Onanong, I could not give you much advice there at all. It all depends on your own situation with which I am totally unfamiliar. It does take a lot of networking for sure.

I was able to do it because I started many years ago before the Internet and I live on an international border between the largest English-speaking and the largest Spanish-speaking country in the world (my languages, of course).

Even with all that, it took me 15 years to become independent.

But I can say that being in the proper location can really help. Maybe you can think of where that could be. When people see your face, they will work with you directly.


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Marie-Hélène Hayles  Identity Verified
Local time: 05:35
Italian to English
+ ...
For the record Oct 30, 2007

About 90% of my work comes from agencies. In my experience (which I imagine is nothing out of the ordinary), the number of decent, honest agencies out there far outweighs the rogues. Sure, a lot of them might not pay what I'm willing to accept, but that doesn't make them bad at what they do - we just work at different levels of the market, that's all. I've "shed" a few very good, professional agencies along the way, as I've gained experience and increased my rates out of their price range.

WRT to the "more bureaucracy = less work" theory, I have to say in my experience it's often true. However, one of my major clients got me to jump through hoops before they gave me any work- CVs, their own standardised forms, translation samples (although no translation test), three references to whom they sent a questionnaire asking about my translation skills... so it's not necessarily the case. Or maybe they're just the exception that proves the rule.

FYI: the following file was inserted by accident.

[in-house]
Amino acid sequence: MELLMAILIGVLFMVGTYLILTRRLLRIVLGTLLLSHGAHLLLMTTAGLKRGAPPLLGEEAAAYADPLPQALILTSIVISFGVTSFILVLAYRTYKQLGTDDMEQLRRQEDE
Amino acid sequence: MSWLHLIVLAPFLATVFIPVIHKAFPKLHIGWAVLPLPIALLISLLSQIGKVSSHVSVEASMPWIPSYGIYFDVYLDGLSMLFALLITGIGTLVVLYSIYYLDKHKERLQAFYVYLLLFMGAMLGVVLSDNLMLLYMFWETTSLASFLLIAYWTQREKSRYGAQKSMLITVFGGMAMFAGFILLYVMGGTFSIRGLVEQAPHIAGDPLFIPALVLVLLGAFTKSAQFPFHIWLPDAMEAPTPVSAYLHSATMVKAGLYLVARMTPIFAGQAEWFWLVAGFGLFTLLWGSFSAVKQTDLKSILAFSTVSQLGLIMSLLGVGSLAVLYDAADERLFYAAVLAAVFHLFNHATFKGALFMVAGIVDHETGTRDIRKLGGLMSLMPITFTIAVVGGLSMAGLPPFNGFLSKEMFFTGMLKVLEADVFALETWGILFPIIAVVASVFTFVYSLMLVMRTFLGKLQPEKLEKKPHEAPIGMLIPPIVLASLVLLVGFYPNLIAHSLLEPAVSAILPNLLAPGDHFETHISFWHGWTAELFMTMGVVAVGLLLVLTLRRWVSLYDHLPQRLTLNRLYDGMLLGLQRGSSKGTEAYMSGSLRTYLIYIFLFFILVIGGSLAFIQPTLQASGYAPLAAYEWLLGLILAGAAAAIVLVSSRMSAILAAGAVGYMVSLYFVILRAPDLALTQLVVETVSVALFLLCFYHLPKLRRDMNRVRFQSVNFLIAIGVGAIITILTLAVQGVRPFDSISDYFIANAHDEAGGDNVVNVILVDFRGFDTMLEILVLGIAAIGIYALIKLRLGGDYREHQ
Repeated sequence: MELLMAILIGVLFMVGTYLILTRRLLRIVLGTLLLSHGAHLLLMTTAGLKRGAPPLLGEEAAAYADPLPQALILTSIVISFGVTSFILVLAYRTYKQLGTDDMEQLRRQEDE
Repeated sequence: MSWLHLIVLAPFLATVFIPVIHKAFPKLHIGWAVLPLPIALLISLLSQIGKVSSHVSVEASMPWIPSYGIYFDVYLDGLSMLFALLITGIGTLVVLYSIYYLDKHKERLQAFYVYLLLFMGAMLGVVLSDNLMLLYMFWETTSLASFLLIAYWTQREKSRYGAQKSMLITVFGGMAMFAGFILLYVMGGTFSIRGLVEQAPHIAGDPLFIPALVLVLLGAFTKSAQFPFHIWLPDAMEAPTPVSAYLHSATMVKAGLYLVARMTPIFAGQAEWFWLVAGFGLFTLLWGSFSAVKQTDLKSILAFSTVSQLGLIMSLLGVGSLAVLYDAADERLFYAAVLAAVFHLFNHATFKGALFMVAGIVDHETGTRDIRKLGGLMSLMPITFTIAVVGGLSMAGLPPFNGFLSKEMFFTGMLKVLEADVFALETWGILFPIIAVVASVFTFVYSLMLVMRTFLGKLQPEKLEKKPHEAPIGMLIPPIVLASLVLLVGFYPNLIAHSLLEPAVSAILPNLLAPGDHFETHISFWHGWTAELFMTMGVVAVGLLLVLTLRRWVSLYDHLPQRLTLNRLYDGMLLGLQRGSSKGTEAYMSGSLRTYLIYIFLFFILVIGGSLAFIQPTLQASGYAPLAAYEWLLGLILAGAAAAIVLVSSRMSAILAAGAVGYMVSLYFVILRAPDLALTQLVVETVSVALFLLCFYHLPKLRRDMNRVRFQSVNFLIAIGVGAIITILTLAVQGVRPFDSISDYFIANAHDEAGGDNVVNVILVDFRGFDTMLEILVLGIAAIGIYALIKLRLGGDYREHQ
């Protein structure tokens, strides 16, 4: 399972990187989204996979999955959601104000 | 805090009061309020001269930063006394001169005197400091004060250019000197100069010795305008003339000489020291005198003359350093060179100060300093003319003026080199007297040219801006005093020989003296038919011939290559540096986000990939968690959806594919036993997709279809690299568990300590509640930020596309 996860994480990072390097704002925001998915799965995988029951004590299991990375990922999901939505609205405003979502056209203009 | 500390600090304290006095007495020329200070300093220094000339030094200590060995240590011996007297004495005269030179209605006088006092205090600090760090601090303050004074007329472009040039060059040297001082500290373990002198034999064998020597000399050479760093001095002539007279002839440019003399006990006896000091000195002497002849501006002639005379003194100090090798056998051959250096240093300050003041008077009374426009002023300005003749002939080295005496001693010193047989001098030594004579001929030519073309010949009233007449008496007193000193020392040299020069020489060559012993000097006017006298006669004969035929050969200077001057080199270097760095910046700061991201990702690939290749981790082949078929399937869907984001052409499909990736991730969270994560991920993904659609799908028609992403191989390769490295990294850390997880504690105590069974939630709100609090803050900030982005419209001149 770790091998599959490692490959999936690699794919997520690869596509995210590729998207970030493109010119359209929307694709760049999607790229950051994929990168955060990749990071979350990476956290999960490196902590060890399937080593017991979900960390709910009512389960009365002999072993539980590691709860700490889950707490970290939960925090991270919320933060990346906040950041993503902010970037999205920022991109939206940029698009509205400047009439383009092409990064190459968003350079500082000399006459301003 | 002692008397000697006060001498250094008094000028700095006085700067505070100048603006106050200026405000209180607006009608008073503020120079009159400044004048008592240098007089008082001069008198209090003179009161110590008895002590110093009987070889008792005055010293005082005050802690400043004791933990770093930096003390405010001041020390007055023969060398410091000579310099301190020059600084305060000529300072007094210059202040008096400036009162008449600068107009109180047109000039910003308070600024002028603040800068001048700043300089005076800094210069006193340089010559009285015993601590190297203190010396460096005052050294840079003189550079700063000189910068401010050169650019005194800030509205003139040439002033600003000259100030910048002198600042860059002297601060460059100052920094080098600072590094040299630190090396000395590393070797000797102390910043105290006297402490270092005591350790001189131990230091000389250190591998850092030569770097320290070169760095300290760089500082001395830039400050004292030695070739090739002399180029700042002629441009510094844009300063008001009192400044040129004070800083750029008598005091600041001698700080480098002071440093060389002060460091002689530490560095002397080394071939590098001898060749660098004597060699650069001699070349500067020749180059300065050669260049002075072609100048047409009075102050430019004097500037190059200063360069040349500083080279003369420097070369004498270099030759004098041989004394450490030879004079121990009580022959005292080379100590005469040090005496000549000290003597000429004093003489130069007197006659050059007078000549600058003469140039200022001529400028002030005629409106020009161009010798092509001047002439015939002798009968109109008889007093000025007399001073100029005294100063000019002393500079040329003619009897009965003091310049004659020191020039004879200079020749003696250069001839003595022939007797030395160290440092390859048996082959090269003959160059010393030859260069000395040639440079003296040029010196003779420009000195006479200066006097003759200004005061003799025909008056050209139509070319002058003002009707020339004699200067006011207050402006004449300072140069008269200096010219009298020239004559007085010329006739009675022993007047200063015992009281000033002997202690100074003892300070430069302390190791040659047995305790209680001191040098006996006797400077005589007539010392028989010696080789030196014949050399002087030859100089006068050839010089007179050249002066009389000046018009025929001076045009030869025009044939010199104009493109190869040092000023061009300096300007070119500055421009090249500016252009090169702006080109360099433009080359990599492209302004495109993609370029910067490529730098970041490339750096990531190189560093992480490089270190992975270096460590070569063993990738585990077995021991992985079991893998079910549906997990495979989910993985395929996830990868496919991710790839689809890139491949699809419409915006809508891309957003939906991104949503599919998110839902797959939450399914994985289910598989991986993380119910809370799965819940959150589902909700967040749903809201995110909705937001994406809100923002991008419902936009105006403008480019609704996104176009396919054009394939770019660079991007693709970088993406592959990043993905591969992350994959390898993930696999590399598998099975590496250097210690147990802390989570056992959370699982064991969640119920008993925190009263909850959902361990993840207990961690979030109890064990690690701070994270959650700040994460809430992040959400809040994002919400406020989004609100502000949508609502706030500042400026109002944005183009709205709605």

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José Henrique Lamensdorf  Identity Verified
Brazil
Local time: 02:35
English to Portuguese
+ ...
Pareto's Law Oct 30, 2007

Applying Pareto's Law, one could say that 80% of the translation agencies are good, honest enterprises, while 20% of them are rogues.

Conversely, it could be said that 80% of what is voiced about translation agencies as a whole refers to those 20% that make up the "bad" ones.

After all, there isn't much one could tell about a good agency: was hired, did job, got paid. A translator's routine. What could be so interesting to tell other people without breaking a NDA?


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LoyalTrans
Local time: 12:35
English to Chinese
+ ...
cannot agree more Oct 31, 2007

Henry Hinds wrote:

I am sure the rogues are not interested in showing their face here. However, it appears that most Prozians get most of their business from agencies, so from that there must be many good agencies and many good translators out there, otherwise the business would not work.

It's just that I see so many complaints from translators about agencies, and of course some positive comments as well, but I see very little feedback, positive or negative, from agencies.

It would be good to see more comments from the agency point of view.



That is my feeling too. Where are the agencies? Considering so many negative feedbacks from translators about agencies, whether justified or not, it is weird that no agencies stand out and defend. Or they just don't care?